«Place remains a native concept rich with political meaning for North American culture as a whole, and for the world as a whole. This volume undertakes a broad and deep exploration of what the sense of place has meant in specific Indian cultures, in the works of particular native artists, and in the religious outlook that binds North American indigenous cultures inwardly and connects them to a place in the natural landscape in the outward forms of tribal life.» (From the foreword by Alan Trachtenberg)
«It is not hard to feel, think, and say that Indigenous land, culture, and community are the foremost elements in the life of the Indigenous peoples of the Americas. The past and future depend upon those elements, and nothing can be sustained without the acceptance of these elements as foremost. Literature as the practical and rhetorical expression of land, culture, and community therefore is essential in order to fully understand the cultural existence of the Indigenous world of the Americas. Because Indigenous literature is understood to be derived from Indigenous oral tradition, at times it may seem removed from the cultural life of Indigenous American people. But it is not removed. Many Indigenous authors of poetry, fiction, plays, essays, etc. are fluent in today’s mass languages including English, Spanish, and French which are also obviously colonial languages, and so they publish their works in such languages. This does not mean they are speaking from positions of only being colonized subjects necessarily but it does mean they are recognizing the efficacy of such languages – and they presume it is the best way to reach the largest public audience. And it is also the way they express their sovereignty as Indigenous cultural beings who are cognizant of their role in leading the world to a better place and time. Indigenous literature concerned with land, culture, and community of the Indigenous Americas is the clearest direction toward a better place and time.» (Simon J. Ortiz, July 2006)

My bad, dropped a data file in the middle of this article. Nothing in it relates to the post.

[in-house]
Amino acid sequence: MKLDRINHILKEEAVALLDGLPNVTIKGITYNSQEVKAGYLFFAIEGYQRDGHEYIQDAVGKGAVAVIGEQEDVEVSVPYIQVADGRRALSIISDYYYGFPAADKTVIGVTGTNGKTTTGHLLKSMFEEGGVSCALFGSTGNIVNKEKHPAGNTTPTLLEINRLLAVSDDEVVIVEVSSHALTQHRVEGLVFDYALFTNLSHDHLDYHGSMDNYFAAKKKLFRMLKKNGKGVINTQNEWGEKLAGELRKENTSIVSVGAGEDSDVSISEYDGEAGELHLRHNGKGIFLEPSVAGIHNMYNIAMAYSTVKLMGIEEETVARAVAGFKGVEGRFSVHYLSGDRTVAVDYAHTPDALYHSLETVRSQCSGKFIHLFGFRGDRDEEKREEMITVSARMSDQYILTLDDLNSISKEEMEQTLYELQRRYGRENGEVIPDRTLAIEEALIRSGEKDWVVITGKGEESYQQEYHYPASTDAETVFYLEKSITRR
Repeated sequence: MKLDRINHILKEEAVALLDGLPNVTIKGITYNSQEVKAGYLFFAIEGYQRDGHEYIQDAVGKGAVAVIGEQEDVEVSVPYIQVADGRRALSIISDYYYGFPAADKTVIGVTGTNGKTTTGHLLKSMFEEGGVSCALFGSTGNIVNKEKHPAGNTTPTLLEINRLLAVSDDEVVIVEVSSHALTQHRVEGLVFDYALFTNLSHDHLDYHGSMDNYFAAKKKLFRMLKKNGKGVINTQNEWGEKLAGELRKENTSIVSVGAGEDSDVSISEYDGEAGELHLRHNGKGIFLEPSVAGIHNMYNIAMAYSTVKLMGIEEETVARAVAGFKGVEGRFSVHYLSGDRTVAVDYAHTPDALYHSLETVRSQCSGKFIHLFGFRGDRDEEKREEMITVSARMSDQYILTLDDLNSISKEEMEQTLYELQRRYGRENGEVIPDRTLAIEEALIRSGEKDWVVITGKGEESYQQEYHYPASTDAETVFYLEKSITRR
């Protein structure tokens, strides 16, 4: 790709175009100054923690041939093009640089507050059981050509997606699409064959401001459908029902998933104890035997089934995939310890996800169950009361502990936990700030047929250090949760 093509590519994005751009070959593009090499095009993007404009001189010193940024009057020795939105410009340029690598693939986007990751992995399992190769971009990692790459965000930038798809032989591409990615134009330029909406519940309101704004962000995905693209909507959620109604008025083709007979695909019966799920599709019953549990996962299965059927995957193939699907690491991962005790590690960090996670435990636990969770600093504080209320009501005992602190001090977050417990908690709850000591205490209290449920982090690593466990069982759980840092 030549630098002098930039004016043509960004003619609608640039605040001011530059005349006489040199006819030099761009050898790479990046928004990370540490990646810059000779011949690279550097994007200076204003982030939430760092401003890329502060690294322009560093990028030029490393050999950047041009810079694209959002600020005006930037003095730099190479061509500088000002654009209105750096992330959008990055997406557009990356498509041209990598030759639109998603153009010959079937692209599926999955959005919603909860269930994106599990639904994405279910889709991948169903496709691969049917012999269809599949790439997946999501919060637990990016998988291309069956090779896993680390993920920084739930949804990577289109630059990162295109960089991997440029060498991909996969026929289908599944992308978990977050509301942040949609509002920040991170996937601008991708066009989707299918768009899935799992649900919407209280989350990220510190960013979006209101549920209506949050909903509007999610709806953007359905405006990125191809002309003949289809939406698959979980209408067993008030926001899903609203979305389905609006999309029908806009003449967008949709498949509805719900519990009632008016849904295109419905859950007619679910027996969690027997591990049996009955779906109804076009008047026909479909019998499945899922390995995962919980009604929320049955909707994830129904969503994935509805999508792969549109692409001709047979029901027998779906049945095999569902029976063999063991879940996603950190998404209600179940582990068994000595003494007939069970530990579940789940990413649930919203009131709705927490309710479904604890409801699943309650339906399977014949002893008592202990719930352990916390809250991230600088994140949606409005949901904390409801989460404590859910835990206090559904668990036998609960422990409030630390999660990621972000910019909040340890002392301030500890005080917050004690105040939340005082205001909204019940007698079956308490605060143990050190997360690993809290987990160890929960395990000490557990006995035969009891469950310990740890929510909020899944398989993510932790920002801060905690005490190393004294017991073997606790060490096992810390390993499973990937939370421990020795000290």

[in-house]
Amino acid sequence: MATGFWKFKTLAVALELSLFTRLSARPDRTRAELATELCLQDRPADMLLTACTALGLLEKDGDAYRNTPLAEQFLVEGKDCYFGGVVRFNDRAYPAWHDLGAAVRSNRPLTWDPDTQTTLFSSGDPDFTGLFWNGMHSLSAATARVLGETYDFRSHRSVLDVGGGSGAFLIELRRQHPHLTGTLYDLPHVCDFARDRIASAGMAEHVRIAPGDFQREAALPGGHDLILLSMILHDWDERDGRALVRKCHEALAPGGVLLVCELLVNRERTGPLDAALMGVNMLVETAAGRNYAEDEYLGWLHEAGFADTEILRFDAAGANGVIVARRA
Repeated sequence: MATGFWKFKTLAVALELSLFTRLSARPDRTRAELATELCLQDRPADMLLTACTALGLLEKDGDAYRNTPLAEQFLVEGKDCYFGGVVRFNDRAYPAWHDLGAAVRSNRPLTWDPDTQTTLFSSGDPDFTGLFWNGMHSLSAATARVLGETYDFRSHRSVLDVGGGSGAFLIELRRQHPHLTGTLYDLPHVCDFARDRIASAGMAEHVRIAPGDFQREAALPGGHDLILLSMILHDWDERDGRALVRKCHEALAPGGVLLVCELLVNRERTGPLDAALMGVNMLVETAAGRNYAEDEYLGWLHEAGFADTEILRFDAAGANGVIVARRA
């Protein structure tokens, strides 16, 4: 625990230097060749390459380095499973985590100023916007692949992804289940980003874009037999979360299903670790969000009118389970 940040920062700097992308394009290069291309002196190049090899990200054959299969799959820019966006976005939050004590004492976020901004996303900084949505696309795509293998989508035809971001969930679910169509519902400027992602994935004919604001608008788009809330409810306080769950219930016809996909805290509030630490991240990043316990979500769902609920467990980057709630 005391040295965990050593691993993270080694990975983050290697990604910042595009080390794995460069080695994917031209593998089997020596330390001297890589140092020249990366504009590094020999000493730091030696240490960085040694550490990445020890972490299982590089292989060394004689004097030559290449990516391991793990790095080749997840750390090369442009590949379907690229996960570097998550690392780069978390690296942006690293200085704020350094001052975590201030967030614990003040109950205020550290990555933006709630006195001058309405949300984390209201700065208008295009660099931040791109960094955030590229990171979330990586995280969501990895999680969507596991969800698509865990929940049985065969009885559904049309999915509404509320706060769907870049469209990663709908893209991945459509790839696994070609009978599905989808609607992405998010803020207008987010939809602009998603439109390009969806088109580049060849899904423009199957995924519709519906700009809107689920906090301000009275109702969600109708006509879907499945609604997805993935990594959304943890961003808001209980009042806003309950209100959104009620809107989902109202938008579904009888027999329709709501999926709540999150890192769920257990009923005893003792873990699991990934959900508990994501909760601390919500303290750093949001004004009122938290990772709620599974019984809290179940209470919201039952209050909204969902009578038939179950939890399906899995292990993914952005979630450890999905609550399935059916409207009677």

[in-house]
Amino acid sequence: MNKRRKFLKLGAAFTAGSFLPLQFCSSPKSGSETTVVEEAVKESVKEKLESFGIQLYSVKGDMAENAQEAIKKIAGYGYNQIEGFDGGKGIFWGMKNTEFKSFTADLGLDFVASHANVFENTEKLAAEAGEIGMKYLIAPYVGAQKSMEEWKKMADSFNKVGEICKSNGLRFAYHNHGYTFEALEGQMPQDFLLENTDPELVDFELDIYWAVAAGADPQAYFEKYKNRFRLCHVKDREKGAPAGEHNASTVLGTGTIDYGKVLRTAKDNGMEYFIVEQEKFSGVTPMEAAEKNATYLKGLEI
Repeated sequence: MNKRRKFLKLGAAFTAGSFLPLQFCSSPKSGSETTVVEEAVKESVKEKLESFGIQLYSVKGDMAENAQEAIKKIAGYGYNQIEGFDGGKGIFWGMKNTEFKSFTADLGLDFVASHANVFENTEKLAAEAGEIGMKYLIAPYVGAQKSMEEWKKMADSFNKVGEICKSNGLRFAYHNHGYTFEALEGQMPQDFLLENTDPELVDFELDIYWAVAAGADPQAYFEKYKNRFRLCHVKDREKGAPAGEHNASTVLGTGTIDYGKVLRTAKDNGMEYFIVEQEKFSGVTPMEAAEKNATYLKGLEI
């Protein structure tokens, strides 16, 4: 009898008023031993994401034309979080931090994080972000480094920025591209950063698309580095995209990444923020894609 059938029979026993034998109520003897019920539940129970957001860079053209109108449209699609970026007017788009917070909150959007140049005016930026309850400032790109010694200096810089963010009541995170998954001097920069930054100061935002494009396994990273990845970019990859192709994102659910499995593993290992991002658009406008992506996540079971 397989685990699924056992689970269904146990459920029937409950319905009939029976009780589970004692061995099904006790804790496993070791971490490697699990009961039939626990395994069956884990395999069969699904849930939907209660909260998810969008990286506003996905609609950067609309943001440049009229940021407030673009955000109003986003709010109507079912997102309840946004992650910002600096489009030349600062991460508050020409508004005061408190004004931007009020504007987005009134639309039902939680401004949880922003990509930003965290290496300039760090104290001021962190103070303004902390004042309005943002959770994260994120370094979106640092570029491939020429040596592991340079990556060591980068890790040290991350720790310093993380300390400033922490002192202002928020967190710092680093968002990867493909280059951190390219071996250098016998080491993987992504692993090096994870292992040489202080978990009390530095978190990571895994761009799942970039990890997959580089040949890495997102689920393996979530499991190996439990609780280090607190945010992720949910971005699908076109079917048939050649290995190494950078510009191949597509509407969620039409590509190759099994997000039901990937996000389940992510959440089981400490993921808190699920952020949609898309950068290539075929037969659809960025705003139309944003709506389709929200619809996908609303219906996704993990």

About the Author
The Editor: Joy Porter is Associate Dean of the Faculty of Arts and Humanities and lecturer on American and Native American history and literature within the Department of American Studies at the University of Wales, Swansea, U.K. She is the author of To Be Indian: The Life of Seneca-Iroquois Arthur Caswell Parker, 1881-1955 and co-editor of The Cambridge Companion to Native American Literature.
Porter, J. (2007). J. Porter (Ed.). Place and Native American Indian history and culture. Bern; Oxford: Peer Lang AG, Internationaler Verlag der Wissenschaften